Google Sheets has some great date related formulas that can come in handy in many situations.

In this tutorial, I will show you how to calculate age in Google Sheets using date of birth.

This can easily be done using the DATEDIF function in Google Sheets.

## Calculate Age in Google Sheets

The way Google Sheets calculate age is by using the date of birth and the current date.

Now you can calculate the age where you get:

- The total numbers of years only
- The total number of years, months and days

Let’s see how to use formulas in Google Sheets to calculate age value.

## Calculate Age – Years Only

Suppose you have a dataset as shown below:

Here is a formula that will calculate the age using the date of birth and current date:

=DATEDIF(B1,B2,"Y")

In this case, I have kept the current date in cell B2. However, you can also use the TODAY function to fetch the current date automatically. So the formula can also be:

=DATEDIF(B1,TODAY(),"Y")

## Calculate Age – Years, Months, and Days

Suppose you have the dataset as shown below:

If you want to calculate not only the number of years but also the number of months and days, then we need to use a slightly longer version of the DATEDIF formula.

Let’s first see how to get the individual parts of the result (i.e., the year, month and day value).

The below formula would give you the year value:

=DATEDIF(B1,B2,"Y")

The below formula would give you the month value:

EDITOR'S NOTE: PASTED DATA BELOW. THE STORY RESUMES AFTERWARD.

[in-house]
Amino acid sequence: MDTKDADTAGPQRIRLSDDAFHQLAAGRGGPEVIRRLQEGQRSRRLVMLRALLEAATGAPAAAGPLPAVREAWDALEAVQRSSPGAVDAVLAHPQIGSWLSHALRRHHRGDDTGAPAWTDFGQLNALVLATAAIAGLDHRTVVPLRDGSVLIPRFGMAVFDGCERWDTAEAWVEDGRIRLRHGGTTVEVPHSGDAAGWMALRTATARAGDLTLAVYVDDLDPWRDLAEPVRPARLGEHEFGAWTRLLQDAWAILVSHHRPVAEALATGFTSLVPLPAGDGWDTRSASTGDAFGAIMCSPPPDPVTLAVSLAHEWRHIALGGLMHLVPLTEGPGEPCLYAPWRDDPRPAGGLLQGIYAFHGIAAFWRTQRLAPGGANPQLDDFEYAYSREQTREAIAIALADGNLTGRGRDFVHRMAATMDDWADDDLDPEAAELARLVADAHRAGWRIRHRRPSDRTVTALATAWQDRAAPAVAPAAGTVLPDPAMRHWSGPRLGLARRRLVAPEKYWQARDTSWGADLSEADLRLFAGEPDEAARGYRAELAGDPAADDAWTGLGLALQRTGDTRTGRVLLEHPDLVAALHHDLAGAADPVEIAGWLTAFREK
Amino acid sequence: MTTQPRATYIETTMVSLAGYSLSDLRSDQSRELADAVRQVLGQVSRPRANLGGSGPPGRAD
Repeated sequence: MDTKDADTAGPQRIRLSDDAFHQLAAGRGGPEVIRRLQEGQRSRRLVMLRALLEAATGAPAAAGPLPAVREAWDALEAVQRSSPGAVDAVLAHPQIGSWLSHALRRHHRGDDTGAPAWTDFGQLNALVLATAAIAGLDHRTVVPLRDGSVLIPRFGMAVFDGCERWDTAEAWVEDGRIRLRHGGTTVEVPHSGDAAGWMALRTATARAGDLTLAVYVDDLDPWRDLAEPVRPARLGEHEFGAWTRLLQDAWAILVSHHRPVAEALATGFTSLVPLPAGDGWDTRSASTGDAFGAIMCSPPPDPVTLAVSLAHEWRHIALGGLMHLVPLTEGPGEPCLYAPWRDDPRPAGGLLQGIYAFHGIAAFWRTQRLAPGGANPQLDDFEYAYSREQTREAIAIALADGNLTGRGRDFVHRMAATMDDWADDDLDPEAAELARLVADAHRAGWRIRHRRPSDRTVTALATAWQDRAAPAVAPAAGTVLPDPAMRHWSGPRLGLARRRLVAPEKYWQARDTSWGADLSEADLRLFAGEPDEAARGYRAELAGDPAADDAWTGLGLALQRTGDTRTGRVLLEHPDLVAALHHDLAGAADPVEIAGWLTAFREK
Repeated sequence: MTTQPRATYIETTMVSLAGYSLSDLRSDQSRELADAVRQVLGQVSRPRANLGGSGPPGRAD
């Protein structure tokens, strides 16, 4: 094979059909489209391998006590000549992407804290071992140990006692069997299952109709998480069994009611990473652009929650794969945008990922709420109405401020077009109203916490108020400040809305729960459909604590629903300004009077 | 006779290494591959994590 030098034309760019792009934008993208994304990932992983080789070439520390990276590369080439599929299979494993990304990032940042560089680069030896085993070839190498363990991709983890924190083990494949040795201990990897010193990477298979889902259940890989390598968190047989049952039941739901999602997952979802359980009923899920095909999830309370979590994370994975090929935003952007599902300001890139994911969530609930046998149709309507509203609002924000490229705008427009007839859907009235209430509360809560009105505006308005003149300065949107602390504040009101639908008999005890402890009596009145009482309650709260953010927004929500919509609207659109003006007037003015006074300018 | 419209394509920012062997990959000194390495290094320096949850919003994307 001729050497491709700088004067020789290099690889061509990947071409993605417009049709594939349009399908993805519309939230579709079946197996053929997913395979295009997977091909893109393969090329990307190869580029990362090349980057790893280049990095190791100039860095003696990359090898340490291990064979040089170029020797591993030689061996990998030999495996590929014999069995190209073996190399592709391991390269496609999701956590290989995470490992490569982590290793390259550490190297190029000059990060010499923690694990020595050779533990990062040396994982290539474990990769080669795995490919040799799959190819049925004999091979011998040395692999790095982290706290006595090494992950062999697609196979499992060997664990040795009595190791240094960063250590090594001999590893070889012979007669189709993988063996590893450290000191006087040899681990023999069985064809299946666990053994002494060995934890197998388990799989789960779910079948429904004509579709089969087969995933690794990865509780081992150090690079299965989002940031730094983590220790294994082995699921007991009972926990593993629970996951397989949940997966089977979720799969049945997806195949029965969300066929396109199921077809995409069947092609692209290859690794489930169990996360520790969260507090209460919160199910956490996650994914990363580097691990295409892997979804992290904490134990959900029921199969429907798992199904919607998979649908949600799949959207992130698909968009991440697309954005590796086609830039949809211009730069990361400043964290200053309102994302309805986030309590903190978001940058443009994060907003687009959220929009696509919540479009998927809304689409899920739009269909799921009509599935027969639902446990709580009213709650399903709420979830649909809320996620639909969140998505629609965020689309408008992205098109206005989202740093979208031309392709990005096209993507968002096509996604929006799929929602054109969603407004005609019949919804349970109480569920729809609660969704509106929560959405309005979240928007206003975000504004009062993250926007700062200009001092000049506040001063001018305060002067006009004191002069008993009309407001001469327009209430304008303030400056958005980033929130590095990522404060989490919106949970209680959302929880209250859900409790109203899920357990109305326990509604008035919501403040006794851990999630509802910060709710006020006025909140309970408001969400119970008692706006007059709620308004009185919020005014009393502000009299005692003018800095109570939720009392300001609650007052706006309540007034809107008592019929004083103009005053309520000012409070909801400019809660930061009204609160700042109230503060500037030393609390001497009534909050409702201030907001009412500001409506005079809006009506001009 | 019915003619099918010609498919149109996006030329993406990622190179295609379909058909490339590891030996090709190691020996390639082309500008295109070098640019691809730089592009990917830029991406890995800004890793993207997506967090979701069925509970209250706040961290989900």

=DATEDIF(B1,B2,"YM")

The below formula would give you the day value:

=DATEDIF(B1,B2,”MD”)

Now we can combine this entire formula to get the age that includes the year, month and day value. Below formula can get this done:

=DATEDIF(B1,B2,"Y")&" Years "&DATEDIF(B1,B2,"YM")&" Months & "&DATEDIF(B1,B2,"MD")&" Days"

As mentioned, you can also use this technique to find the project duration. For example, below I have used a similar formula to show how many years, months, and days each project activity would take to complete.

## 4 thoughts on “Calculate Age in Google Sheets (using the Date of Birth)”

That gave me a Formula Parse Error.

This is very helpful. Is there a way with the 1st formula that you can get a decimal view of the age? Say 30.5. Instead of it just rounding to the nearest year or displaying the years months and days?

Karen, try changing the “Y” value to “D” and then divide by 365. It should look like this:

=DATEDIF(B1,B2,”D”)/365

That gave me a Formula Parse Error.

Comments are closed.